"Listen to Your Mother" WordsAndPictures: From blogging beginnings to national stages, storytellers share their thoughts about moms
2017 "Listen to Your Mother" cast members:
Molly Beth Griffin
Sally Vardaman Johnson
Everyone has a mother story to share, even if they weren't raised by their mother. - Ann Imig
By Sheila Regan
Mother's Day is more than a brunch special, especially for the storytellers across the country that participate in "Listen to Your Mother" (LTYM). The show will happen in 29 cities this spring, for the two weeks leading up to Mother's Day, and gives diverse perspectives of motherhood - from mothers, children of mothers, people who grew up without mothers and people who chose not to have children. To date, LTYM has been hosted in more than 50 cities.
It started in Wisconsin. Ann Imig had been a theater major in college, which seemed like ancient history by 2008, when she started blogging. With two kids at home, writing became an outlet for the stress and isolation of raising small kids while her husband traveled for work. She started annsrants.com, which helped her connect to audiences online. Her blog led to other writing opportunities, and Imig found herself connecting to a whole network of women writers and bloggers. "There was a community feeling at the time," she says. "There were these strong connections I was forging with creative people."
In 2010, Imig went to BlogHer, a national women's social media conference. A keynote address featured women and men reading their own writing. "It was so simple and so doable to me," she says. "The social worker in me was so moved by these stories." A few months later she called on her theater background to put together an event in Madison, Wisc., around a motherhood theme, which she called "Listen to Your Mother."
From the beginning, LTYM's mission has been to be diverse and inclusive. "Everyone has a mother story to share, even if they weren't raised by their mother," says Imig.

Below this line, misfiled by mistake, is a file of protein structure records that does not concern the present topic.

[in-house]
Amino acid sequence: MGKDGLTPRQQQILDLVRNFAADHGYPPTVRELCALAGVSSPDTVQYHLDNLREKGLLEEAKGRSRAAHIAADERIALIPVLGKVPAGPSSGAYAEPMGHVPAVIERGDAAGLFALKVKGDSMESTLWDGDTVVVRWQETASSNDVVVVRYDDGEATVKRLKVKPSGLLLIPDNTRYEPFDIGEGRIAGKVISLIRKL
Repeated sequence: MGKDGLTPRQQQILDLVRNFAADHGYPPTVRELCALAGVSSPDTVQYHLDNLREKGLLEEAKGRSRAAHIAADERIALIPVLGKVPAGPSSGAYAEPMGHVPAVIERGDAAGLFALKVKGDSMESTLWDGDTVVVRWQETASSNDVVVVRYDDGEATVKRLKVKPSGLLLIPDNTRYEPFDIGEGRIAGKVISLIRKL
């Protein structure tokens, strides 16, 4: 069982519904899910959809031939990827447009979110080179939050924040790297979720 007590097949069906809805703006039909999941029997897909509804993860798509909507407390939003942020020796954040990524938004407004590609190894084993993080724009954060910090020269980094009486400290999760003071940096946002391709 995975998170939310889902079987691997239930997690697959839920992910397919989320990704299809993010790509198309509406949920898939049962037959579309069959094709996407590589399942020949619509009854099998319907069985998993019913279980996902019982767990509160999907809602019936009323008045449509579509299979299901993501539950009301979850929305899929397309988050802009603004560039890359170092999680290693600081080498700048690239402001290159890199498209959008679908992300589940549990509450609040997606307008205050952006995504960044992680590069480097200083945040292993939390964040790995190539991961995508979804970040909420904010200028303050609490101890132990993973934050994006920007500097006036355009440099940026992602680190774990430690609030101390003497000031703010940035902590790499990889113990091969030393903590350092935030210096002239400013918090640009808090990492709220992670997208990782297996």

The first event was a smashing success. Soon, women around the country, especially from the blogging community, asked Imig if they could host LTYM events in their own cities. Imig created a business out of it, developing relationships with local producers across the country. Besides ticket sales, additional funding came from local and national sponsors, which Imig was able to land because of her corporate background and with the help of business strategist Deborah Rogers.
This year will be the grand finale season of the project as originally developed. Next year, Miracle or 2 Productions Inc. will hold licensing options for those who want to host future LTYM shows. The program likely will emerge in new cities, with productions year-round, including longer theatrical runs.
Women support women
In the Twin Cities, producers Galit Breen and Vikki Reich, who currently run the local production, plan to continue under the new ownership. Breen and Reich submitted applications when Imig put out a call for LTYM submissions five years ago. They didn't know each other at the time, but were selected, along with two other Minnesota bloggers, to put together their own LTYM evening.
"Now I feel like I've known her forever," Reich says of Breen. "LTYM has brought so many great women into my life. The stories that I have the honor of hearing and the people I've met are the greatest gifts of the show."
Imig's comments about how LTYM was all about women supporting each other intrigues Breen. "That's what drew me to blogging," she says.
According to Breen, the beauty of LTYM is that nobody is expected to perform. "It's literally a woman on stage with a microphone," she says. "It's the good, the bad, and the ugly."
After holding auditions each year, Breen and Reich put together a line-up of stories that compliment each other. Typically, about 80 people audition, but only 10-12 are chosen to perform.
Once the storytellers are selected, LTYM-Twin Cities holds two rehearsals, which are basically table readings, to give a chance for everyone to hear the stories, and figure out the flow of the evening. The Twin Cities chapter donates 10 percent of ticket sales to the Jeremiah Project, an organization that provides transitional housing and support services to single mothers and their children.
While all the stories are different, Breen says each of them have a "me, too" moment in them. "So many people feel so alone in their stories," she says. "That's the magic of this. Every year, people will come up to readers and say that suddenly they don't feel so alone. It's really beautiful."
IFYOUGO What: Listen to Your Mother Twin Cities
When: Thurs., May 4, 2017, 7-9 p.m.
Where: Riverview Theatre, 3800 42nd Ave. S., Mpls.
Cost: $18 online/$20 at the door
Tickets: tinyurl.com/MWP-LTYM FFI: http://listentoyourmothershow.com/twincities/
Check the website in 2018 for information about auditioning for future shows. The call for auditions is usually held in January.